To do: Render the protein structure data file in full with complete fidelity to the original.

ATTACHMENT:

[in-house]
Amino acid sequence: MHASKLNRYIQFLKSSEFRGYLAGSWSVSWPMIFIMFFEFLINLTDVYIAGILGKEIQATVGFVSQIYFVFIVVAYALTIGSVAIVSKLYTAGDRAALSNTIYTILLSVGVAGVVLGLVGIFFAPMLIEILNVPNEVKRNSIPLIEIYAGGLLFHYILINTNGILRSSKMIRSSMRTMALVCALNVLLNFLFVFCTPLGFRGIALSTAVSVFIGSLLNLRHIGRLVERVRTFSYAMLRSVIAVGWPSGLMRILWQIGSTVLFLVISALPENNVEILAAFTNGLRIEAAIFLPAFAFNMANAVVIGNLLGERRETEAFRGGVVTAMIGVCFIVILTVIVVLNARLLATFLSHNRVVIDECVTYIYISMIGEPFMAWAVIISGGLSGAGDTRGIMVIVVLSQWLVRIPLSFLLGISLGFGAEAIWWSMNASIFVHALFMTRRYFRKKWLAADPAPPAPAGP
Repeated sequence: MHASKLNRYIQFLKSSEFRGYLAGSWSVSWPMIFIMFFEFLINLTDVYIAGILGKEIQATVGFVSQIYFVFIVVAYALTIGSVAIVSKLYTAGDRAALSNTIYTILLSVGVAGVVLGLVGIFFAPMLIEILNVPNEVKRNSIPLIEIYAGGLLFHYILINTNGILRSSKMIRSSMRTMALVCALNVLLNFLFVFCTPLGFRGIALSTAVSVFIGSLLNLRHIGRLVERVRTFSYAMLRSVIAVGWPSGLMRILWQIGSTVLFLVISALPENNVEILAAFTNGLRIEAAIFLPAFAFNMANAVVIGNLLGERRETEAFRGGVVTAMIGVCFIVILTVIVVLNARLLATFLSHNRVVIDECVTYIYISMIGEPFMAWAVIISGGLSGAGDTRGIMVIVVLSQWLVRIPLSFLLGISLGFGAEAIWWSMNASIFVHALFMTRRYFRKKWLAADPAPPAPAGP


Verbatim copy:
[in-house]
Amino acid sequence: MHASKLNRYIQFLKSSEFRGYLAGSWSVSWPMIFIMFFEFLINLTDVYIAGILGKEIQATVGFVSQIYFVFIVVAYALTIGSVAIVSKLYTAGDRAALSNTIYTILLSVGVAGVVLGLVGIFFAPMLIEILNVPNEVKRNSIPLIEIYAGGLLFHYILINTNGILRSSKMIRSSMRTMALVCALNVLLNFLFVFCTPLGFRGIALSTAVSVFIGSLLNLRHIGRLVERVRTFSYAMLRSVIAVGWPSGLMRILWQIGSTVLFLVISALPENNVEILAAFTNGLRIEAAIFLPAFAFNMANAVVIGNLLGERRETEAFRGGVVTAMIGVCFIVILTVIVVLNARLLATFLSHNRVVIDECVTYIYISMIGEPFMAWAVIISGGLSGAGDTRGIMVIVVLSQWLVRIPLSFLLGISLGFGAEAIWWSMNASIFVHALFMTRRYFRKKWLAADPAPPAPAGP
Repeated sequence: MHASKLNRYIQFLKSSEFRGYLAGSWSVSWPMIFIMFFEFLINLTDVYIAGILGKEIQATVGFVSQIYFVFIVVAYALTIGSVAIVSKLYTAGDRAALSNTIYTILLSVGVAGVVLGLVGIFFAPMLIEILNVPNEVKRNSIPLIEIYAGGLLFHYILINTNGILRSSKMIRSSMRTMALVCALNVLLNFLFVFCTPLGFRGIALSTAVSVFIGSLLNLRHIGRLVERVRTFSYAMLRSVIAVGWPSGLMRILWQIGSTVLFLVISALPENNVEILAAFTNGLRIEAAIFLPAFAFNMANAVVIGNLLGERRETEAFRGGVVTAMIGVCFIVILTVIVVLNARLLATFLSHNRVVIDECVTYIYISMIGEPFMAWAVIISGGLSGAGDTRGIMVIVVLSQWLVRIPLSFLLGISLGFGAEAIWWSMNASIFVHALFMTRRYFRKKWLAADPAPPAPAGP